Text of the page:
To those who hate the mainstream media, John Stewart is king. His Daily Show is the only one willing to call bullshit on the nation's movers and shakers, unmercifully lampooning them nightly. As these people see it, Stewart speaks truth to power. Everyone else is a poseur.
This naturally doesn't sit well with media geeks. A comedian usurping our role as keepers of the one and only truth? Heresy, my good fellow!
But since his takedown of CNBC's Jim Cramer, the chorus against Stewart is growing louder, particularly from the right. Yesterday, Tucker Carlson returned fire, attempting to blister Stewart for not just intellectual dishonesty, but bad satire (see his own battle with Stewart above). And he accuses the rest of the media of giving Stewart a pass:
...There is a virtual ban on critical stories about Jon Stewart in the press. Nobody in memory has received a longer free ride. (CNBC stands in such awe of Stewart, the network hasn't even tried to defend itself, even against his claim that its programming might be criminal.)
The relationship between Stewart and the media is a marriage of the self-loathing and the self-loving: He insists their real news is fake, they insist his fake news is real. He doesn't take them seriously at all. They take him way too seriously. But nobody takes anybody as seriously as Jon Stewart takes himself.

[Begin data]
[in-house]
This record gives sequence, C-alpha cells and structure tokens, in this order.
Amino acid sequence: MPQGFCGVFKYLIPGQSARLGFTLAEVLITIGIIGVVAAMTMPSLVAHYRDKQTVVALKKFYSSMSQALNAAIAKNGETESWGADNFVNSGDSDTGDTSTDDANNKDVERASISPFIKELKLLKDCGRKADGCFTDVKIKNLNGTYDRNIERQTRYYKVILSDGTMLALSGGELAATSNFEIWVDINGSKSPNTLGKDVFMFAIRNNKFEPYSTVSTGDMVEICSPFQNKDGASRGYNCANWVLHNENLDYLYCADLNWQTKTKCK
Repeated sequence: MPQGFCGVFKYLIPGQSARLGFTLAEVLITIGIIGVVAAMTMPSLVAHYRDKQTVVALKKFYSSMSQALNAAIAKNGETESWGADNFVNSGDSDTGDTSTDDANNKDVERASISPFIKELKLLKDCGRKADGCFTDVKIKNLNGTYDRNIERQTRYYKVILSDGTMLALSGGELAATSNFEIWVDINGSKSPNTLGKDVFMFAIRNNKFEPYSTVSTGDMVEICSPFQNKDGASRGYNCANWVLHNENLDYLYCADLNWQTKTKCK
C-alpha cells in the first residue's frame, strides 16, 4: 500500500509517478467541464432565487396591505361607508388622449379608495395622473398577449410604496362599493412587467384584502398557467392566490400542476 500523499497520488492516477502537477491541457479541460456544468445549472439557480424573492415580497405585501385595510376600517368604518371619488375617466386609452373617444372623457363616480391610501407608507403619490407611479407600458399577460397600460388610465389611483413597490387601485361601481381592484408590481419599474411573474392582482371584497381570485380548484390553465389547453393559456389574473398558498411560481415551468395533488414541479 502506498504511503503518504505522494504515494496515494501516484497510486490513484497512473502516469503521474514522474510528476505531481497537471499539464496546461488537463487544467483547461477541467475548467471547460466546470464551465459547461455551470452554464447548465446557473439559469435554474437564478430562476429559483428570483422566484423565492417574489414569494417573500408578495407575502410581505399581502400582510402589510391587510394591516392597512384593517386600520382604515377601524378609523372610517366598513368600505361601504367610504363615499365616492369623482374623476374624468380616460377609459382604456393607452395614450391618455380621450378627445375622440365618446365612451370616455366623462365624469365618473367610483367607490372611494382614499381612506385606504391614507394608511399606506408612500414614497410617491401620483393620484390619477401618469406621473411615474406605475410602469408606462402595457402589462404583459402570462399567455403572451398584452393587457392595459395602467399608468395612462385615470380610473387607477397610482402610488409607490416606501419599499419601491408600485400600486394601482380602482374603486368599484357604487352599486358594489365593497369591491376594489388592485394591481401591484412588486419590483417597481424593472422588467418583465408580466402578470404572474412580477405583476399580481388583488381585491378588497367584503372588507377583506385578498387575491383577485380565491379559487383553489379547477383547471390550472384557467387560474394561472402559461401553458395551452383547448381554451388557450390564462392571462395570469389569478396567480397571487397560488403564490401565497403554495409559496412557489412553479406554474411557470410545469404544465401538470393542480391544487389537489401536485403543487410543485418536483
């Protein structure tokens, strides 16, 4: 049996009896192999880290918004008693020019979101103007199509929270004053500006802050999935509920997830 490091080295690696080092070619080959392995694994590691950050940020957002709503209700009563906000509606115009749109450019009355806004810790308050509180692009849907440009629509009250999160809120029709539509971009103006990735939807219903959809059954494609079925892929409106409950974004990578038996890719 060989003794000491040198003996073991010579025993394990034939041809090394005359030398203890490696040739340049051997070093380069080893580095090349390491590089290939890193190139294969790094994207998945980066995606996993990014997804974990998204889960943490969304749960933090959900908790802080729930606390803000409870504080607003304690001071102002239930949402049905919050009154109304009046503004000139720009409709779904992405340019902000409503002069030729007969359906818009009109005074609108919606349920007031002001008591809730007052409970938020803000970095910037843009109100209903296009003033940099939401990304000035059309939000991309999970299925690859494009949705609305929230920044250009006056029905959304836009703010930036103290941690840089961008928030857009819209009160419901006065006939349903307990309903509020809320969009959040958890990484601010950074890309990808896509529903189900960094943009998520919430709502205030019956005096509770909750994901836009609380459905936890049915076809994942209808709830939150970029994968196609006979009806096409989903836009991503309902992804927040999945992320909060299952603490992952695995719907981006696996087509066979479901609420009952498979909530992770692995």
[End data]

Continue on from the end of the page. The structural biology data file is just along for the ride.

A serious man needs a serious mission, however, and this is suddenly a problem. With Bush gone and the Republican Party in chaos, most of Stewart's targets have disappeared. Yet rather than pivot with the times and challenge those now in power, Stewart continues to attack the same old enemies, at this point mostly straw men and pipsqueaks. A couple of weeks ago, he spent an entire seven minutes mocking the crowd at a CPAC conference.